This week we’ve had both good and bad news. After our car accident, it’s quite possible that we may have to dip into our emergency fund. While I’m not happy to be using it, I’m very glad that it’s there for us.
All of this got me to thinking about the slight difference (in my mind at least) between a regular savings account and an emergency fund. When do you use your emergency fund, and when should you have a specific savings fund? I’ll share my thoughts below based on recent events. Hopefully you’ll have some advice as well on how to use your emergency fund without going broke.
Total loss on the car
This car accident is proving to be more and more of a headache, as USAA declared our beloved Acura Integra. That means USAA will pay us a fair amount for our car and will then junk it because the repairs cost more than the car is worth. While I’m happy that we’re getting a check to put toward a new car, we now have to deal with the hassle of buying a car.
Between the check we’re supposed to get and the money have stashed away in our car replacement fund, we’re hoping to find something reliable. If not, we’re prepared to dip into our emergency fund.
Avoiding car payments
We’re going to do our best to pay cash for our next car. As you saw with my tips on buying a car, that means we have to go through the process of finding the right one for us.
- Determine our budget. Right now we’re looking at the money from USAA and the money saved in our car replacement fund. If necessary, we’ll take up to an additional $1,000 from our emergency fund.
- Decide on our must haves. Reliability and gas mileage are the two big factors. My husband would prefer a two-door coupe with manual transmission, but he’s keeping his eyes open for a good deal.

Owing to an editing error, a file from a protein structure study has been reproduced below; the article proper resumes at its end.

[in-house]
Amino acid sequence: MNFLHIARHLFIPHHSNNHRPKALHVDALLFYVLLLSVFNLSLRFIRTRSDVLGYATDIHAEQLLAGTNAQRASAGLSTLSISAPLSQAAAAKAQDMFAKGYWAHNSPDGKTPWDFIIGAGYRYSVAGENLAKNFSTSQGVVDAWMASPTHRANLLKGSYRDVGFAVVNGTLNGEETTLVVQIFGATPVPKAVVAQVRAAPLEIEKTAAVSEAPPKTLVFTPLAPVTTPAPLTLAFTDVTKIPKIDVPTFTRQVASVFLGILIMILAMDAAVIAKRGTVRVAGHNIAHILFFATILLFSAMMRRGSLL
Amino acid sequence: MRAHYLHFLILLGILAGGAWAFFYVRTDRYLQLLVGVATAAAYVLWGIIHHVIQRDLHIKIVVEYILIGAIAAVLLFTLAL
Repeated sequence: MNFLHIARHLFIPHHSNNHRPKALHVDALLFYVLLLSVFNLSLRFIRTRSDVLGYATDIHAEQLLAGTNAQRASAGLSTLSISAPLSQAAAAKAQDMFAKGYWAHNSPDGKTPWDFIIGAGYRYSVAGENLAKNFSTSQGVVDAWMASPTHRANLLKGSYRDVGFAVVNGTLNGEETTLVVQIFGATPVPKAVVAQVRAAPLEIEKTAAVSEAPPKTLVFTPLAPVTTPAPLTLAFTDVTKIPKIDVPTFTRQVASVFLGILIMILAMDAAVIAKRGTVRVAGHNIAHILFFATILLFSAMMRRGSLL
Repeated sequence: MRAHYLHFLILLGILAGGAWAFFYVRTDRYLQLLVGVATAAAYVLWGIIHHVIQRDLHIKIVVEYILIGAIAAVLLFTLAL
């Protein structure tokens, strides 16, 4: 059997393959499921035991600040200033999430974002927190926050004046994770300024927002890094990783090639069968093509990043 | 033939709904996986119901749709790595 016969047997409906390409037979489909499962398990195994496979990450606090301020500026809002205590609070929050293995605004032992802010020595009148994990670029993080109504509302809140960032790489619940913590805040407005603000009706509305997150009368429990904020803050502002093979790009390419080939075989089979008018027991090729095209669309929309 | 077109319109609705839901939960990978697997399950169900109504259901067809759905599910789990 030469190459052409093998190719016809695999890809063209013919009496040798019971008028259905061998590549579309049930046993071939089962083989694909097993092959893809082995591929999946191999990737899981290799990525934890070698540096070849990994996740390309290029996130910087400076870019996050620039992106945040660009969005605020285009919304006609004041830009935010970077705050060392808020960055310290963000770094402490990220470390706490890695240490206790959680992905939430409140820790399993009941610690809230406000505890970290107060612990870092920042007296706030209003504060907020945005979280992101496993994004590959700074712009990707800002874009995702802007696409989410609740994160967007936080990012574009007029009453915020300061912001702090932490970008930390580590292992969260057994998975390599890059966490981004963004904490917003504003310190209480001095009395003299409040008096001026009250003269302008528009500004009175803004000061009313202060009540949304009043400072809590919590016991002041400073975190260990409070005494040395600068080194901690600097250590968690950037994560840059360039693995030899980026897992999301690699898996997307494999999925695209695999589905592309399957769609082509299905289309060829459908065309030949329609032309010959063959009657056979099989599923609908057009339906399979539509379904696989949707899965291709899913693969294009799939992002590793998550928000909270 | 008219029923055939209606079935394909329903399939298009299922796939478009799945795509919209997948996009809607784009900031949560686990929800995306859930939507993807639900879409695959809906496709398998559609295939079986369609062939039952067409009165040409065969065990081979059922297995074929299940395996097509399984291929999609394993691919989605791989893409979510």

- Decide on new or used vehicle. With our budget, it’s a given that this will be a used car. As long as everything checks out mechanically, having a used car is not an issue.
I’m digging through Edmunds and Consumer Reports to get ideas on what we need to avoid and which car may give us the best bang for our buck.
We’re happy that we paid off our car loan and we don’t intend to have car payments again. They’re just such a big monthly expense that we’d like to avoid having a car loan if at all possible.
Emergency fund or savings?
Buying another car was part of our financial plan – eventually. We knew that one of cars would eventually going to break down, and that it would be smarter to get a reliable replacement.
The emergency for us now is having to buy that replacement car much sooner than we planned. As you can see, all of our well thought out plans we had went out the door when this came up. So while we don’t have nearly enough to buy a car in our ING subaccount, we’re happy to have something set aside.
Ultimately, my recommendation is to build up your emergency fund before you start saving for specific goals. If an unforeseen expense, such as a car accident, leaky roof, etc. crops up before you have enough saved in a dedicated account, then you’ll have to dip into that emergency fund. If not, then spend from other sources of money and keep that emergency fund in tact.
So just how much should you have stashed away in your emergency fund? Most experts generally recommend 3-6 months expenses, but I think a better rule of thumb is enough to allow you to sleep well at night. The fewer responsibilities you have, the less you’re likely to need. In other words, a couple with kids probably needs much more than a college student.
Once you have a fully funded emergency fund, start redirecting those deposits into a car replacement fund, an account for a house down payment, etc. You’ll be amazed at how quickly those focused deposits accumulate, and hopefully you’ll have a decent cushion when the unexpected happens to you.
Have you ever had to dip into your emergency fund?